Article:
Adaptive switched capacitor voltage boost for thermoelectric generation
Thermoelectric generators (TEG) and other forms of energy harvesting often provide voltages that are not directly usable by traditional electronics as levels are too low from the TEG. While increasing the number of thermoelectric elements can ultimately increase the power output, there is a tradeoff between size and power. By implementing charge pumps, a proposed circuit technique is described that can boost the TEG output to levels that can be used for energy harvesting applications. Current voltage boost circuits for TEGs simply boost a voltage by a set amount. The proposed circuit consists of an analog chip, to provide several charge pump stages as well as a dynamic latched comparator for analog to digital conversion (ADC), and a digital circuit, to control the stages of the charge pump and adaptively boost the voltage to within a specific range rather than an unchangeable, fixed multiplication. Due to the possibility that the polarity of the TEG’s output voltage can reverse, dependent on environmental changes, the first charge pump stage is designed to allow for polarity switching to ensure the output is always at a positive voltage. Additionally, to improve energy efficiency, the digital controller’s state machine uses constant voltage Maximum Power Point Tracking (MPPT). Finally, the digital controller can adjust the number of charge pump stages to maintain a desired output voltage range. The manner in which these features are implemented are discussed. Future work will still be necessary for ensuring maximum circuit efficiency, adjust behavior, and to ensure durability of the system.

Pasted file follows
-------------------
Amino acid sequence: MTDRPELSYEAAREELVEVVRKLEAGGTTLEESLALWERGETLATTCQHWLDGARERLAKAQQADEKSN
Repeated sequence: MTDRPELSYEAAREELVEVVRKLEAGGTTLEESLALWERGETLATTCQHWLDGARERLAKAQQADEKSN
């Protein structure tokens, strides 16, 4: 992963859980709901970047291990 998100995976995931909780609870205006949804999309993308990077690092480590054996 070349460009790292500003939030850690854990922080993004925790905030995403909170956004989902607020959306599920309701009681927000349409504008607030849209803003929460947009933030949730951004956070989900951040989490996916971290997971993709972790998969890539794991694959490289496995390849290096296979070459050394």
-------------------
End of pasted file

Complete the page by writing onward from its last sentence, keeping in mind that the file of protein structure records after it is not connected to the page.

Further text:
Computer Engineering|Electrical engineering|Energy
Brito, Rene Alfredo, "Adaptive switched capacitor voltage boost for thermoelectric generation" (2016). ETD Collection for University of Texas, El Paso. AAI10151336.